The west coast is a beautiful and popular place in Iceland, though much less crowded and less visited than the Golden Circle or the South Coast.
So, after some hours of driving from Vatnajökull Glacier to the Snæfellsnes Peninsula, you will have a full day.
Start with Ytri Tunga – a small, beautiful beach area where you will find seals resting and chilling at the beach.
It is perfect for leisurely walks and spending time outdoors before continuing your journey.
Free entrance, no parking fees.
Stop at the cute fishing village Arnarstapi and go on easy hikes along the coast – the views are impressive (just watch out for the evil birds that do attack people if they feel like it).
Free parking and several cafes/restaurants.
Then, it is time to visit one of the most famous sights in the country: Kirkjufell Mountain, which is a 463-meter-high mountain on the north coast of Iceland’s Snæfellsnes Peninsula.
You can either hike up the mountain or do what is definitely more popular – go to the waterfalls and see the waterfalls with the beautiful mountain as a backdrop.
There is not much more hiking to do, but you can walk around the waterfall and enjoy the scenery (even in winter, but take some crampers with you so you can walk all the way to the waterfall).
Free entrance, no parking fees.
With all the driving from South Iceland, I would call it a day. For the last two days, I recommend visiting some places close by and preparing for heading back to Reykjavik/airport.
This day is a bit of off-the-beaten path (not really but kind of) and it can be visited in winter as well as in summer. I visited in both seasons and I am not sure which one I liked more.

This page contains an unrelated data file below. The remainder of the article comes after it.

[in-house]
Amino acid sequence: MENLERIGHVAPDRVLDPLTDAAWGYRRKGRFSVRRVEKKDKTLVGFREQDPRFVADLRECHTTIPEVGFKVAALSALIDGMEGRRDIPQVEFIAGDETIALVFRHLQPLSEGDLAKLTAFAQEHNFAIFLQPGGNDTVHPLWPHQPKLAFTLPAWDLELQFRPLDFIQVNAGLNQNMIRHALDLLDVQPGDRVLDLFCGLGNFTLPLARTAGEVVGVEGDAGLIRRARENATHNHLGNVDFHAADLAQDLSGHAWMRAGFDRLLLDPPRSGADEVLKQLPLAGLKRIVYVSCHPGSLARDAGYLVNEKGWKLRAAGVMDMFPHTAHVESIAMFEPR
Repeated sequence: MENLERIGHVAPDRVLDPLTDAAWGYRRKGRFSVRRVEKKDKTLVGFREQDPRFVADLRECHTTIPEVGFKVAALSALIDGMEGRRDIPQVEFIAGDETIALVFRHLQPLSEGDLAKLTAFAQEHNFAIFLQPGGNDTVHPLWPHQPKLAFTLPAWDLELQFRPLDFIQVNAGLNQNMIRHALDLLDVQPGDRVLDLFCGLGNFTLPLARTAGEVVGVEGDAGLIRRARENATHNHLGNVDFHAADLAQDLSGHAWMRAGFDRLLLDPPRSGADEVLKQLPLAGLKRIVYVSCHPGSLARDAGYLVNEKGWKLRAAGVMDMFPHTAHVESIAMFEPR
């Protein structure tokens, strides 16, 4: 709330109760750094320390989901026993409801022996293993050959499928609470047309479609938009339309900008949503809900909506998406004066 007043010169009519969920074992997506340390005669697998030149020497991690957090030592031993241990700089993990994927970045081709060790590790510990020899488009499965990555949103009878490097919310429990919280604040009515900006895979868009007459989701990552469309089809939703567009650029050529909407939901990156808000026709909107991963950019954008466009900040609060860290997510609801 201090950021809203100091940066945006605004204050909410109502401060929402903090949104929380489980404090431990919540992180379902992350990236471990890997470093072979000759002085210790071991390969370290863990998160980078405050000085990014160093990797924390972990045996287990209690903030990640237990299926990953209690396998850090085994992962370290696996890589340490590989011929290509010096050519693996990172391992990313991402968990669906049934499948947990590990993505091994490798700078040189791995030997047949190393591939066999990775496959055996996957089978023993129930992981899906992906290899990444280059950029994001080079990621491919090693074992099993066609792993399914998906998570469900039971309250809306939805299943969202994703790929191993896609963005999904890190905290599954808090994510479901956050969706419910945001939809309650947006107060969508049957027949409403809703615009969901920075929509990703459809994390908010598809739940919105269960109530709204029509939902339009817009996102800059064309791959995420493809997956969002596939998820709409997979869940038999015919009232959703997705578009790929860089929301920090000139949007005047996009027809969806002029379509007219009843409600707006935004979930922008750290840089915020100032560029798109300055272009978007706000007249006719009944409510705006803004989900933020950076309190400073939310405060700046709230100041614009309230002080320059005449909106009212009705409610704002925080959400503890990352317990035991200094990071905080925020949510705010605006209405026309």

Barnafossar and Hraunfossar Waterfalls
These beautiful waterfalls are actually a series of waterfalls formed by rivulets streaming over a distance of almost 1 kilometer out of the Hallmundarhraun (which is a lava field that flowed from an eruption of one of the volcanoes lying under the glacier Langjökull) – and it is one of my favorite waterfalls in Iceland.
You can do a bit of walking and visit several waterfalls – which come in an intense color – but there is not that many other activities to do around here.
Thus, I recommend combining it with another activity in the area.
No entrance fee, no parking fee.
Another activity you could do is to visit Raufarhólshellir, which is the fourth-longest lava tube in Iceland. This lava cave is just 15 minutes away from Husafell Hotel.
You can witness the inner working of a volcanic eruption and walk the path where an eruption flowed more than 5,000 years ago. A guided tour will allow you to learn about the volcanic eruptions and their effect on the environment before heading back to the capital.
Hot pools at Húsafell Hotel
If you have time (getting to Reykjavik does take time and plan to arrive too early rather than too late), add Húsafell Hotel – with its hot pools – or a lava tour to your itinerary.